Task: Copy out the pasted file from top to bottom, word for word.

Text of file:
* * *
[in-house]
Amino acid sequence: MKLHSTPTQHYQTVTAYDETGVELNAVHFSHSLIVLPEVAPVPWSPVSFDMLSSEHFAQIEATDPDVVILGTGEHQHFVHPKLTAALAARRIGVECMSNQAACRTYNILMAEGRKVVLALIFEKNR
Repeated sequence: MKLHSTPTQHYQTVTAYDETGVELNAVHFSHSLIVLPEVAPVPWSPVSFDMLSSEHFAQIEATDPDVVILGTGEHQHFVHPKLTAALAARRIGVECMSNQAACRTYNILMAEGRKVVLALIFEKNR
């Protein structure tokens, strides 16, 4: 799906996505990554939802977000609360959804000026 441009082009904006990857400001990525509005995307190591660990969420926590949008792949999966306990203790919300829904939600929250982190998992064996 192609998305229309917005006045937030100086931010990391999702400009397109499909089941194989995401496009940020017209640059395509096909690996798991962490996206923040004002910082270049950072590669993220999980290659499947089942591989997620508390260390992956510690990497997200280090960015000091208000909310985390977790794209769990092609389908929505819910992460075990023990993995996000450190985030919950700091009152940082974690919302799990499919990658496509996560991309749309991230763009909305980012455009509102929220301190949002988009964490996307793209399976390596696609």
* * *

[in-house]
Amino acid sequence: MKLHSTPTQHYQTVTAYDETGVELNAVHFSHSLIVLPEVAPVPWSPVSFDMLSSEHFAQIEATDPDVVILGTGEHQHFVHPKLTAALAARRIGVECMSNQAACRTYNILMAEGRKVVLALIFEKNR
Repeated sequence: MKLHSTPTQHYQTVTAYDETGVELNAVHFSHSLIVLPEVAPVPWSPVSFDMLSSEHFAQIEATDPDVVILGTGEHQHFVHPKLTAALAARRIGVECMSNQAACRTYNILMAEGRKVVLALIFEKNR
């Protein structure tokens, strides 16, 4: 799906996505990554939802977000609360959804000026 441009082009904006990857400001990525509005995307190591660990969420926590949008792949999966306990203790919300829904939600929250982190998992064996 192609998305229309917005006045937030100086931010990391999702400009397109499909089941194989995401496009940020017209640059395509096909690996798991962490996206923040004002910082270049950072590669993220999980290659499947089942591989997620508390260390992956510690990497997200280090960015000091208000909310985390977790794209769990092609389908929505819910992460075990023990993995996000450190985030919950700091009152940082974690919302799990499919990658496509996560991309749309991230763009909305980012455009509102929220301190949002988009964490996307793209399976390596696609």